Only few days later we discovered that his breakfast consisted of only coffee and cigarettes. Those bad habits we had in common back then, were scope for spirited conversations we had either until we started working or when we didn’t have any patients left. Morning coffee breaks we had sometimes passed with jokes, sometimes by doing clinical jobs, sometimes by telling funny things happened to us and sometimes by sharing our future plans. However, it always ended up by loud laughter following a joke that illuminated our day and by cheering us up helped us start working with high spirits.
When there were no patients in the clinic, he sometimes would pop into my room and laughingly say “Mr. Erdem, my lady gave me some pocket money. We’re well off. Let’s have something to drink.” One day, “What shall we drink today?” asked him. And I answered him saying “If it’s on you, we drink coffee, if it’s on me we drink tea, shall we?”. He really liked this joke. So he would give the same answer as well whenever I asked it, then I would hear his famed laughter. So, we started passing years with those sweet memories of the conversations we had in an unyielding manner.
Despite his cheeriness, the fact that he didn’t want anybody to notice was that leaving his motherland after age of 40 he went back to the place where he had started and was making an admirable effort to live in a new country and provide a bright future for his children. He never complained about it. Neither he felt pity for himself nor did he let others feel pity for him. He lost nothing from his jolliness and smiling face we were accustomed to. Step by step but with a ceaseless effort he rebuilt his life up. His concerns were mostly about his family and children. And his nostalgia was for his village in Bulgaria.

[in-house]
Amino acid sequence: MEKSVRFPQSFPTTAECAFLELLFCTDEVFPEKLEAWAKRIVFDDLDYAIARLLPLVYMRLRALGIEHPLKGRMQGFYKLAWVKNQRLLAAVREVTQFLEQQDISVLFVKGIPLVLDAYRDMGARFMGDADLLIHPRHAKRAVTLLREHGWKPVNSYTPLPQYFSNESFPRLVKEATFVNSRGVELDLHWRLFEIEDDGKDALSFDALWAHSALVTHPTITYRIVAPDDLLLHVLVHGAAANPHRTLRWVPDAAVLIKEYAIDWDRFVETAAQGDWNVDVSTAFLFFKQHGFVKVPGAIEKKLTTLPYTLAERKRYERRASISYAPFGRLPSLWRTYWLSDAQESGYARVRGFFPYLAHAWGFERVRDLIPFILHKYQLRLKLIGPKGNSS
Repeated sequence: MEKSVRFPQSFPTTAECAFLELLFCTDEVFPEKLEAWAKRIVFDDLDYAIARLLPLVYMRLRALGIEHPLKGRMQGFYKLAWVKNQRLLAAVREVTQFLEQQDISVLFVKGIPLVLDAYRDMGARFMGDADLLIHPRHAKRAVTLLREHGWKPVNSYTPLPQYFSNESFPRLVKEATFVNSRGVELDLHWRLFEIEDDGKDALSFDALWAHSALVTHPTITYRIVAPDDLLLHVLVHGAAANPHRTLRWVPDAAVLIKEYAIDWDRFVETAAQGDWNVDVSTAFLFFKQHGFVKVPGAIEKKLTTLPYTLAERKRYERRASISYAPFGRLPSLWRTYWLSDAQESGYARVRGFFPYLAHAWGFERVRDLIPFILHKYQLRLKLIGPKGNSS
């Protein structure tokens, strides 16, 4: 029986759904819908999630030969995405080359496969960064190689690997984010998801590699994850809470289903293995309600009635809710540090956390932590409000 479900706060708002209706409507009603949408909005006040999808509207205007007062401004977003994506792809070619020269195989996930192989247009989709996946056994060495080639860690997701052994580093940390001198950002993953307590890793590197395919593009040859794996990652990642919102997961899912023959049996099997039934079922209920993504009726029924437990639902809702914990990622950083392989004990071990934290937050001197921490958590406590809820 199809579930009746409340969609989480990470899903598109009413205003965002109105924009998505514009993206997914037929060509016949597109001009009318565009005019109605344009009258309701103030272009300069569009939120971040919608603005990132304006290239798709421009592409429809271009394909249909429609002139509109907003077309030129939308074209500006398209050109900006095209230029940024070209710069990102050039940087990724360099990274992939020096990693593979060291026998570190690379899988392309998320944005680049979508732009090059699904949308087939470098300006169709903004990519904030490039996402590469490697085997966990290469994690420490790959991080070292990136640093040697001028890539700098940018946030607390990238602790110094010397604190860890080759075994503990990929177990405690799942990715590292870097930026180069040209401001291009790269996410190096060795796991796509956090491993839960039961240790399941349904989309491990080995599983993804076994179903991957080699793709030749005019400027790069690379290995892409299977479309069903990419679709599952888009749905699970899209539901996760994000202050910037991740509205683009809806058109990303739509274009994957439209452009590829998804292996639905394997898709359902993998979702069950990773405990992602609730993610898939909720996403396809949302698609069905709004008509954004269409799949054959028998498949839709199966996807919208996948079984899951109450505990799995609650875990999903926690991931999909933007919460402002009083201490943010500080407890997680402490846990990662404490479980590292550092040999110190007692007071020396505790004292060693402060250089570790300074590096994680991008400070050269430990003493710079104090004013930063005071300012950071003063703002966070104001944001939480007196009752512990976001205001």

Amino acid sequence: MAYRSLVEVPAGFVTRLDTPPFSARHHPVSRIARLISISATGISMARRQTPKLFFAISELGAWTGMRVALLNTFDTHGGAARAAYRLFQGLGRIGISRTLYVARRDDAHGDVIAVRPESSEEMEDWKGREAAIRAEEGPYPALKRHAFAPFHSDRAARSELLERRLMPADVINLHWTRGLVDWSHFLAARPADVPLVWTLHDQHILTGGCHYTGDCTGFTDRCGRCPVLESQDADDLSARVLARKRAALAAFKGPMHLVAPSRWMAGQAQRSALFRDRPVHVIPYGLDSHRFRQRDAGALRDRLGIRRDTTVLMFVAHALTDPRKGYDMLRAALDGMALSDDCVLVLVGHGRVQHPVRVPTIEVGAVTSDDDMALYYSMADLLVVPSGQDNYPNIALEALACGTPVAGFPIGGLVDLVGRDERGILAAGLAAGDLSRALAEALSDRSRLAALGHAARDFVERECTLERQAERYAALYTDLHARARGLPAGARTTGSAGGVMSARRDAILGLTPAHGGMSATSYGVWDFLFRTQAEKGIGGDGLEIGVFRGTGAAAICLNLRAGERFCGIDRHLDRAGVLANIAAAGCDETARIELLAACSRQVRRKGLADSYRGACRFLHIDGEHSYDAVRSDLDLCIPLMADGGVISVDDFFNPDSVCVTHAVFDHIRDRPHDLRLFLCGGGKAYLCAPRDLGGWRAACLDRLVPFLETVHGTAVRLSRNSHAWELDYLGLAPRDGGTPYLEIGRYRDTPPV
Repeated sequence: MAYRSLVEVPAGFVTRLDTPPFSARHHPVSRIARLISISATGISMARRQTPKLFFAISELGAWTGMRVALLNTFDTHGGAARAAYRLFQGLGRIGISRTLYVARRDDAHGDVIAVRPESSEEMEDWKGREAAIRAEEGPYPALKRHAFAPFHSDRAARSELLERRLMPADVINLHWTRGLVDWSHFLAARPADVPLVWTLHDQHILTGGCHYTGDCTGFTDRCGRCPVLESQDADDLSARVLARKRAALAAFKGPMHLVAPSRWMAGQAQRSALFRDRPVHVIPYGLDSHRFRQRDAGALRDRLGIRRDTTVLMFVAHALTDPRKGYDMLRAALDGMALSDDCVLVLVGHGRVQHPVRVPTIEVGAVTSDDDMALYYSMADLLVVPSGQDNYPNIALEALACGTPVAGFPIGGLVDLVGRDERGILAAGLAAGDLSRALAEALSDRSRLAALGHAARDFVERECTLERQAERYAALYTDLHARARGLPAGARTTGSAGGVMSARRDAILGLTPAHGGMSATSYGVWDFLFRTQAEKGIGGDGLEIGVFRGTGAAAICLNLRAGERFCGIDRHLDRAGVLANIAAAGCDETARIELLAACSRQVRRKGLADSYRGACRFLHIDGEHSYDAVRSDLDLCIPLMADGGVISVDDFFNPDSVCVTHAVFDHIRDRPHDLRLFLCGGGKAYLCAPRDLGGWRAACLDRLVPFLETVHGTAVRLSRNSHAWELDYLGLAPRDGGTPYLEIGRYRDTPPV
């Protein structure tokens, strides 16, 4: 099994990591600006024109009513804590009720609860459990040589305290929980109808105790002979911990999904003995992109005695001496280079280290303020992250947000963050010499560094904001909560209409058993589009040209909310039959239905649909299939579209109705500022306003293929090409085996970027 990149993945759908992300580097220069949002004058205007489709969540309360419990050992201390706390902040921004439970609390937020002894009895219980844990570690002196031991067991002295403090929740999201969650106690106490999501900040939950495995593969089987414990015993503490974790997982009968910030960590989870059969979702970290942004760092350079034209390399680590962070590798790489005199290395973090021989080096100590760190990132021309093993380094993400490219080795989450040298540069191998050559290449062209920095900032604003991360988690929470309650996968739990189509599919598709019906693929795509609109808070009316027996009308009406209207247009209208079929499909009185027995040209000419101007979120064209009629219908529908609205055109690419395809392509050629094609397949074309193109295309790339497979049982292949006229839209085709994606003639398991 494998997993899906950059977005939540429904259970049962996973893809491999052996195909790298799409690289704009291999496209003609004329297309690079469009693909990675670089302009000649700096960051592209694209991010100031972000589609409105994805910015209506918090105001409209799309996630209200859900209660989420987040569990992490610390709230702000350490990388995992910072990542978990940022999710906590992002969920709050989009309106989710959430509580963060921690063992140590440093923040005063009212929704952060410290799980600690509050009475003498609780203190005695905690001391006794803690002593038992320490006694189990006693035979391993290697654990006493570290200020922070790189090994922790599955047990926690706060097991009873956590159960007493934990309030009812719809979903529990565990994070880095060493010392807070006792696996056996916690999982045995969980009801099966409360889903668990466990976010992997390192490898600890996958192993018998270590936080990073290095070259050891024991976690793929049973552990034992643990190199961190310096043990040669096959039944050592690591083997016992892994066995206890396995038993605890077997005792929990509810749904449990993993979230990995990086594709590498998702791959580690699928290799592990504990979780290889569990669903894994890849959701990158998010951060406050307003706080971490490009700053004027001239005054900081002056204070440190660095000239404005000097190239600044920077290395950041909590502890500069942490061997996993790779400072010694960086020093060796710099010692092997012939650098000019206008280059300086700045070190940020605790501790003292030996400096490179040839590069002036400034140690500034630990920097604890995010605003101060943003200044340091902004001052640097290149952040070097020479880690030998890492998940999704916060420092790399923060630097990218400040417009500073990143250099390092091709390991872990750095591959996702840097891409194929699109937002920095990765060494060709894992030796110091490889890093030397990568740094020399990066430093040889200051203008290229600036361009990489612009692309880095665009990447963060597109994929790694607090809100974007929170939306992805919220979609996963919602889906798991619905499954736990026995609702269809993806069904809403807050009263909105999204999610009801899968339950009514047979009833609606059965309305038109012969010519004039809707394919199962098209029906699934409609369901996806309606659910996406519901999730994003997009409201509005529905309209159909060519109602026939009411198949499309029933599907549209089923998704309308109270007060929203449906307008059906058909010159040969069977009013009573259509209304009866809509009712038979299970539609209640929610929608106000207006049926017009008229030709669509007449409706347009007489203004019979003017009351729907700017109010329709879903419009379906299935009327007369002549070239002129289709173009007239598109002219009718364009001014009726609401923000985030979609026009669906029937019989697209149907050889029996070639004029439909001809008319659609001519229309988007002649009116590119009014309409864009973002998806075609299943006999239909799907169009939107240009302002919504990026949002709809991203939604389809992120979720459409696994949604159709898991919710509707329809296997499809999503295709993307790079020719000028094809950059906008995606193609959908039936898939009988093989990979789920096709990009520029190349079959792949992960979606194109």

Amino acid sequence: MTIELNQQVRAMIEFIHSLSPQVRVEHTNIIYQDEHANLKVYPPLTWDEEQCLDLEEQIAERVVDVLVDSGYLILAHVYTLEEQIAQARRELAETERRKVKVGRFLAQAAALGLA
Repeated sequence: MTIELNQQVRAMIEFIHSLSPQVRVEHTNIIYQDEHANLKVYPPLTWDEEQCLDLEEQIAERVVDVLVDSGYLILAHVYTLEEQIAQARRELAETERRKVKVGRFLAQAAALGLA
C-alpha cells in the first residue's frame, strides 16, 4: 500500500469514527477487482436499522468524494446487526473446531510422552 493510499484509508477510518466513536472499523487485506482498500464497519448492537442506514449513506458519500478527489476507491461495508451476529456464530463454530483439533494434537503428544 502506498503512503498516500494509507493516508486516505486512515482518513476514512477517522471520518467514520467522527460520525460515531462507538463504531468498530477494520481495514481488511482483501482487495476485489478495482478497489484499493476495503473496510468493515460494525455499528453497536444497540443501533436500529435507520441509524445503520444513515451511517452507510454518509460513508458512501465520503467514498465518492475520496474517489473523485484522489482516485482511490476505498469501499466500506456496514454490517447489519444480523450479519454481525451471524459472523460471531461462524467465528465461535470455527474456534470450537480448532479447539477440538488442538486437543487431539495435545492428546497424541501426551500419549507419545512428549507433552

In 1995, for a rotation I was getting ready to go to Paris. With Mr. Yaver Işık and a few people, we were having one of those routine coffee break chitchats. Telling me that how wonderful life there was my colleagues were advising me to stay in Paris for good in a way by creating an opportunity. When they left Mr. Yaver Işık looked at me and said “They don’t know what migration means. But I do. Besides I migrated to my native country”. Only in the three months when I stayed in Paris I construed what he meant and his face I saw while telling me that still hurts me.
In July 2010, we learnt that Mr. Yaver Işık went down with an illness. He knew his diagnosis and could anticipate its consequence. Yet, in his first six months he was still jocular, still with a smiling face and still hopeful. On 15th July 2011, fate took away our bosom friend whose own sufferings themselves weren’t able to bring him to his knees. People say every death is premature but his really was. From now on his laughter will live on the walls of our department he made a great effort for as an enjoyable voice. While my hopelessness of his lost is tearing my heart out, on the other hand I feel lucky and I thank God for being able to get to know him.
Dear Mr. Yaver Işık,
I hope you gave us your blessing. I hope your new place will be heaven and your grave will be filled with divine light. I wish you have peace forever.
If it’s me you are asking about, I would say I feel no more like drinking coffee. And I don’t know until when…
With speacial thanks to
Prof. Dr. Tamer Lütfi Erdem / http://www.istanbul.edu.tr/dishekimligi/duyurular/yaver.pdf
translated by Güzin Ayan